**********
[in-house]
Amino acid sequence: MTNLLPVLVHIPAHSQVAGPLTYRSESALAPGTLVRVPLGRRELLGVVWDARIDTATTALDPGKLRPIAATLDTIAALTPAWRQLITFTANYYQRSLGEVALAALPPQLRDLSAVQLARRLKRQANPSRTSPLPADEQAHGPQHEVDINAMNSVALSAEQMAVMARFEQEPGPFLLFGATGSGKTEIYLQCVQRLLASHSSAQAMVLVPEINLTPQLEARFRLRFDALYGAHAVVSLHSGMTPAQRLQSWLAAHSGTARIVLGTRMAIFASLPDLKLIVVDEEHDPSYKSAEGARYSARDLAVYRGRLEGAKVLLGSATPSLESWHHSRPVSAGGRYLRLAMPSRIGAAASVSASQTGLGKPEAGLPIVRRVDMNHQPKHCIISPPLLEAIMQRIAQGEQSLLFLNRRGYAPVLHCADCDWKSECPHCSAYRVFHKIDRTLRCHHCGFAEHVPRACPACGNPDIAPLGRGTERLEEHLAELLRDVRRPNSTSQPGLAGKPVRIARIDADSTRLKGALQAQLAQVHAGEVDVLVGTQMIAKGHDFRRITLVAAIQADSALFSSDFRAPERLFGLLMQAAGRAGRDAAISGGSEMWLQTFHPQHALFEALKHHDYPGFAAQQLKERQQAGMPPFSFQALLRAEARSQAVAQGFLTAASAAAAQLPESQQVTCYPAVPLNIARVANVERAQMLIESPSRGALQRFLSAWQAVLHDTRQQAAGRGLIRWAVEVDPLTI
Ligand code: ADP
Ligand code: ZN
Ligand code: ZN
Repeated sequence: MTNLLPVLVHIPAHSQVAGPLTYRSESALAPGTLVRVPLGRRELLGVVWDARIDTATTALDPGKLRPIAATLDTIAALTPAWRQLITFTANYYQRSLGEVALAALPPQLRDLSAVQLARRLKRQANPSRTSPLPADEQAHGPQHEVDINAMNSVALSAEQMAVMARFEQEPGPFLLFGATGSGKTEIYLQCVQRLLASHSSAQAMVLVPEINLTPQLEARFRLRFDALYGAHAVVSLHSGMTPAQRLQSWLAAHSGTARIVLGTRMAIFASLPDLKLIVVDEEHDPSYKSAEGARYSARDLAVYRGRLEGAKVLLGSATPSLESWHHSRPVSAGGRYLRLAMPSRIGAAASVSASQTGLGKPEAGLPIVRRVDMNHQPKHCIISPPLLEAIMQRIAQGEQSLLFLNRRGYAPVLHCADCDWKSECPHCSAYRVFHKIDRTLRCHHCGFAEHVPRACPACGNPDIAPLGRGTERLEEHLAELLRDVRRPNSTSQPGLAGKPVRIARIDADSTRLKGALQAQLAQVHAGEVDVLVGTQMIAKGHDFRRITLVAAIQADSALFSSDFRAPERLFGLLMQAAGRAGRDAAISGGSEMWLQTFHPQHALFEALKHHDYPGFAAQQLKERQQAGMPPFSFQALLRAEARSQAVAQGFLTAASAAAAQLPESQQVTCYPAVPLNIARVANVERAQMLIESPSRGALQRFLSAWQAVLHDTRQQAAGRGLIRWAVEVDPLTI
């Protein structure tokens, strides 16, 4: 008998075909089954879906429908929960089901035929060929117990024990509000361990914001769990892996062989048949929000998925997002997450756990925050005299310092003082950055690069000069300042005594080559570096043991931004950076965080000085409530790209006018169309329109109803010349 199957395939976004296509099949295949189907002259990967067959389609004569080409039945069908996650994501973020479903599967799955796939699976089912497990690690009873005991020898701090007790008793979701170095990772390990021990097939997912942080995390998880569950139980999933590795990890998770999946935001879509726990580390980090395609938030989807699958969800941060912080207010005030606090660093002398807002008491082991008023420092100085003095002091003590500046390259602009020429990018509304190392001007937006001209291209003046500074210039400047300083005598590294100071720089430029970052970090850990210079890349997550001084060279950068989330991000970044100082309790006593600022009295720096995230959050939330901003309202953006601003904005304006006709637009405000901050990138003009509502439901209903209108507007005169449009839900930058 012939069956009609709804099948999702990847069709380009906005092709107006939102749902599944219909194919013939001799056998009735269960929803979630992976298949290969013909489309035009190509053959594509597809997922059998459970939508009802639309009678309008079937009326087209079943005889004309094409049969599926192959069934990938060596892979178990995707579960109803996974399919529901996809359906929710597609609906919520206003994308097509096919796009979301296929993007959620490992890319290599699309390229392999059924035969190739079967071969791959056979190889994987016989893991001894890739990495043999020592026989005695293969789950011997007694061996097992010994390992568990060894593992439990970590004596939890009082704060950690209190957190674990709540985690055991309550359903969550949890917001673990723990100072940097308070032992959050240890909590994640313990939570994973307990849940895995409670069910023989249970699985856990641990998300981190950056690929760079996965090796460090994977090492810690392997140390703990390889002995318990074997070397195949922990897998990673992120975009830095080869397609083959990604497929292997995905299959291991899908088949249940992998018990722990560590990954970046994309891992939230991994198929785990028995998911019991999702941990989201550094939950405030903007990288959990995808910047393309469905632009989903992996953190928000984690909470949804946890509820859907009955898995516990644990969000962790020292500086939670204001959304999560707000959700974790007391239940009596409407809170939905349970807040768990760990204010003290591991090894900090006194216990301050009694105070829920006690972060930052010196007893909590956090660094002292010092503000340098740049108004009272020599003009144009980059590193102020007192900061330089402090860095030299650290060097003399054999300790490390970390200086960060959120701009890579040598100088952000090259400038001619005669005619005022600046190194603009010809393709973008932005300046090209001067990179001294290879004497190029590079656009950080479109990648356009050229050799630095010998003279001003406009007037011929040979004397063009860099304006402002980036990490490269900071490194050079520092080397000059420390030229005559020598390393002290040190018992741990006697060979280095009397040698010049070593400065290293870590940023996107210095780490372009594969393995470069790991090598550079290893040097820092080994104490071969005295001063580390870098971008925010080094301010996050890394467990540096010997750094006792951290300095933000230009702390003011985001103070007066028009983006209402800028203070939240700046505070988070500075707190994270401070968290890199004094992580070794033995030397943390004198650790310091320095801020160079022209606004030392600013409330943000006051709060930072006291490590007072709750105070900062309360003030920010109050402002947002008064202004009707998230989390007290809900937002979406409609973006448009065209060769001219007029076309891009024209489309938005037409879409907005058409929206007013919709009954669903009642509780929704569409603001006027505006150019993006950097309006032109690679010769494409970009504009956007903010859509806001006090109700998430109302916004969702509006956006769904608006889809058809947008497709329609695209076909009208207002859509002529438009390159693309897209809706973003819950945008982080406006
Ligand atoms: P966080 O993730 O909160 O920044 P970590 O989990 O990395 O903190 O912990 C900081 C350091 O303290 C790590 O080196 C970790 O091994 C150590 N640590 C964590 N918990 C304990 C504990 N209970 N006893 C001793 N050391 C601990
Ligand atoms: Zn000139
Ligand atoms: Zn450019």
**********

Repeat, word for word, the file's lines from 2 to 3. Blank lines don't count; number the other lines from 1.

Amino acid sequence: MTNLLPVLVHIPAHSQVAGPLTYRSESALAPGTLVRVPLGRRELLGVVWDARIDTATTALDPGKLRPIAATLDTIAALTPAWRQLITFTANYYQRSLGEVALAALPPQLRDLSAVQLARRLKRQANPSRTSPLPADEQAHGPQHEVDINAMNSVALSAEQMAVMARFEQEPGPFLLFGATGSGKTEIYLQCVQRLLASHSSAQAMVLVPEINLTPQLEARFRLRFDALYGAHAVVSLHSGMTPAQRLQSWLAAHSGTARIVLGTRMAIFASLPDLKLIVVDEEHDPSYKSAEGARYSARDLAVYRGRLEGAKVLLGSATPSLESWHHSRPVSAGGRYLRLAMPSRIGAAASVSASQTGLGKPEAGLPIVRRVDMNHQPKHCIISPPLLEAIMQRIAQGEQSLLFLNRRGYAPVLHCADCDWKSECPHCSAYRVFHKIDRTLRCHHCGFAEHVPRACPACGNPDIAPLGRGTERLEEHLAELLRDVRRPNSTSQPGLAGKPVRIARIDADSTRLKGALQAQLAQVHAGEVDVLVGTQMIAKGHDFRRITLVAAIQADSALFSSDFRAPERLFGLLMQAAGRAGRDAAISGGSEMWLQTFHPQHALFEALKHHDYPGFAAQQLKERQQAGMPPFSFQALLRAEARSQAVAQGFLTAASAAAAQLPESQQVTCYPAVPLNIARVANVERAQMLIESPSRGALQRFLSAWQAVLHDTRQQAAGRGLIRWAVEVDPLTI
Ligand code: ADP